China’s Xi Jinping extends his power for another term

In a break with tradition, China’s most powerful leader in decades has been re-elected as head of the ruling Communist Party for a further term.

BEIJING, China — President Xi Jinping, China’s most powerful leader in decades, reinforced his dominance on Sunday when, in a break with tradition, he was re-elected leader of the ruling Communist Party for another term and promoted allies who supported his vision of tighter control about supporting society and the ailing economy.

Xi, who came to power in 2012, was given a third five-year term as Secretary-General, breaking a custom that saw his predecessor resign after 10 years. The 69-year-old leader is expected to try to stay in power for life.

The party also named a seven-member Standing Committeeits inner circle of power, dominated by Xi allies after Premier Li Keqiang, the second-biggest leader and advocate of pro-market reforms and private enterprise dropped out of the lead on Saturday. This was despite the fact that Li was a year younger than the party’s informal retirement age of 68.

“Power will be even more concentrated in the hands of Xi Jinping,” said Jean-Pierre Cabestan, an expert on Chinese politics at Hong Kong Baptist University. The new appointments are “all loyal to Xi,” he said. “There is absolutely no counterweight or checks and balances in the system.”

On Saturday, Xi’s predecessor, 79-year-old Hu Jintao, said leaving a meeting abruptly of the Party Central Committee with an aide holding his arm. This raised the question of whether Xi was exercising his power by ousting other leaders. The official Xinhua News Agency later reported that Hu was in poor health and needed to rest.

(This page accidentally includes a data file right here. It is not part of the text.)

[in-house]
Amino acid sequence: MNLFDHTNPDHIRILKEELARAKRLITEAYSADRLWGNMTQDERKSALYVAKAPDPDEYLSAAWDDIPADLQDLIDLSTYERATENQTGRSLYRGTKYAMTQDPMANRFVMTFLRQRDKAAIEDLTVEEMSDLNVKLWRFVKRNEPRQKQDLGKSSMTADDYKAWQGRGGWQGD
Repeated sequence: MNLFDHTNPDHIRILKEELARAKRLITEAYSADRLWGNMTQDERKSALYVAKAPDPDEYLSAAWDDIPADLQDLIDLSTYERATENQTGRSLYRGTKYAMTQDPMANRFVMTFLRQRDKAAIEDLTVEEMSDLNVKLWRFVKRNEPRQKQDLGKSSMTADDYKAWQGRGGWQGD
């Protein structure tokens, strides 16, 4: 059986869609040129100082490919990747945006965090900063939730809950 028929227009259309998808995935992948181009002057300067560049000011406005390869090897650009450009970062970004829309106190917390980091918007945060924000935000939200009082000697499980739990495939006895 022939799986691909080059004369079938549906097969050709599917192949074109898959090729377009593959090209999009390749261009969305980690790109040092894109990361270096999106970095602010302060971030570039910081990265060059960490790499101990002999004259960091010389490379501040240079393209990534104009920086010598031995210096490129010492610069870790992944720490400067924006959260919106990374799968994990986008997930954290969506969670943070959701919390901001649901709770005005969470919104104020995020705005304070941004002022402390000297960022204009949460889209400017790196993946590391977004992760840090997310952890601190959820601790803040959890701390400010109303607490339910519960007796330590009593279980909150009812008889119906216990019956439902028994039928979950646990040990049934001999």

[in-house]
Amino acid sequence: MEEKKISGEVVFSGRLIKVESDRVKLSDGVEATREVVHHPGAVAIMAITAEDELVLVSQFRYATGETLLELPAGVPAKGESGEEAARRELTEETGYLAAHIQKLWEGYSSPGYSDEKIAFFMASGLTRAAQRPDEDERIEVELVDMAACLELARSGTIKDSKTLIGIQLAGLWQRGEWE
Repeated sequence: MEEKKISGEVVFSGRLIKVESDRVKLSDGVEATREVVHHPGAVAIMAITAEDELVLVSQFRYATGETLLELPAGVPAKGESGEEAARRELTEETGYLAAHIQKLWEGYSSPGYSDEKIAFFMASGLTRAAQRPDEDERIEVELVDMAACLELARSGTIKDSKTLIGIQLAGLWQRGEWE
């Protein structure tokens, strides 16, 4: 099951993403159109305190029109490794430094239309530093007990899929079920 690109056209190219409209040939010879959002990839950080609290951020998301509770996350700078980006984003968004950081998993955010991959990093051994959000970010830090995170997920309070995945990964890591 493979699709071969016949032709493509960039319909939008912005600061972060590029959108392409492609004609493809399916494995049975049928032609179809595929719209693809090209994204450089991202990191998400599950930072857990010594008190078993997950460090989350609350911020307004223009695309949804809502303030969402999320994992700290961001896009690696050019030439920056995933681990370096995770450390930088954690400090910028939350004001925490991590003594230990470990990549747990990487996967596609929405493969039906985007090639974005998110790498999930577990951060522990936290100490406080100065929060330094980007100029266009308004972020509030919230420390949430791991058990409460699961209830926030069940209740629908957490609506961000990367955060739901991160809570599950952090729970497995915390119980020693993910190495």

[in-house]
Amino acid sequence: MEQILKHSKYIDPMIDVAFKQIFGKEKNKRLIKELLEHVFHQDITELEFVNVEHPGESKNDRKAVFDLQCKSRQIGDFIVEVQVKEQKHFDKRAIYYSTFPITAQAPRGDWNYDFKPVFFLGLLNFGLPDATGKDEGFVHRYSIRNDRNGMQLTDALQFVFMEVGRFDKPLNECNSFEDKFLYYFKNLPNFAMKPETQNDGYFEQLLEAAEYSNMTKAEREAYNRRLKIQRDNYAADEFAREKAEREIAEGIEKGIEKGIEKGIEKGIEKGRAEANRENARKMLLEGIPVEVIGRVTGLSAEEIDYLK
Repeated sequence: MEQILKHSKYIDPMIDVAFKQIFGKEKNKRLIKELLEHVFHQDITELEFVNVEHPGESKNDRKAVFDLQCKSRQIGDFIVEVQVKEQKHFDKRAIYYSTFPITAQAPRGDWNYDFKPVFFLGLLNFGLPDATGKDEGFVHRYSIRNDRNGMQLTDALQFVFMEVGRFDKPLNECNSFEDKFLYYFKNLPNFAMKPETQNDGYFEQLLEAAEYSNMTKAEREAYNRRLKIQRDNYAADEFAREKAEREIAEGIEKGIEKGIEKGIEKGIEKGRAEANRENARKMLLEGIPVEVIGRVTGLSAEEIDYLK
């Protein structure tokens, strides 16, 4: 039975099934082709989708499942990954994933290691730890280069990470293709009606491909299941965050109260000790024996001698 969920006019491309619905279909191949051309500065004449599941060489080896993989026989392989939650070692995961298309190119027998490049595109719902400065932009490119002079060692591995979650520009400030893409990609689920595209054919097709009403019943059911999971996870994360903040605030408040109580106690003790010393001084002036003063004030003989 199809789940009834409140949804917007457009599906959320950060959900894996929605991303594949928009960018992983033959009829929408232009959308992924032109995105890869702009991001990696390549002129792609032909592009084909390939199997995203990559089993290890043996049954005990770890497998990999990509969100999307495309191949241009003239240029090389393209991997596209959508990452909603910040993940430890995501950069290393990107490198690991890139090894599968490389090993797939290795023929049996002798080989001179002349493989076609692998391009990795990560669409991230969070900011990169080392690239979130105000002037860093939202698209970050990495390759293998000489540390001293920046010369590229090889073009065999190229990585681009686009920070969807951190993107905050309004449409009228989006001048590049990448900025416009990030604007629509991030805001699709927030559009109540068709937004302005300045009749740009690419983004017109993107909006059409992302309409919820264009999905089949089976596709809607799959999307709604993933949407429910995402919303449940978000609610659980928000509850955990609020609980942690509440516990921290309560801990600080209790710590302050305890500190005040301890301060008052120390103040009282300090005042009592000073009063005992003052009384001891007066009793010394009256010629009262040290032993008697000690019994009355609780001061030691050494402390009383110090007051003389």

Xi and other members of the Standing Committee – none of them women – made their first appearance as a group before reporters at the Great Hall of the People, the seat of China’s ceremonial legislature in central Beijing.

The No. 2 leader was Li Qiang, the Shanghai Party secretary. This puts Li Qiang, who is not related to Li Keqiang, in line to become premier, the top economic official. Zhao Leji, already a member, was promoted to No. 3 and is likely to chair the legislature. These posts are expected to be filled when the legislature meets next year.

Changes in leadership were heralded as the party concluded a twice-decade congress closely watched for initiatives to reverse economic downturns or changes a strict “zero-COVID” strategy this has paralyzed cities and disrupted business. Officials disappointed investors and the Chinese public by not announcing any changes.

The line-up appeared to reflect what some commentators dubbed “Maximum Xi,” emphasizing loyalty over skill. Some new leaders lack the national-level experience as deputy prime minister or cabinet minister, which is usually considered a requirement for the post.

Li Qiang’s promotion served as an obvious endorsement, as it would make him premier with no background in national government. Li Qiang is considered close to Xi after they worked together in the southeastern province of Zhejiang in the early 2000s.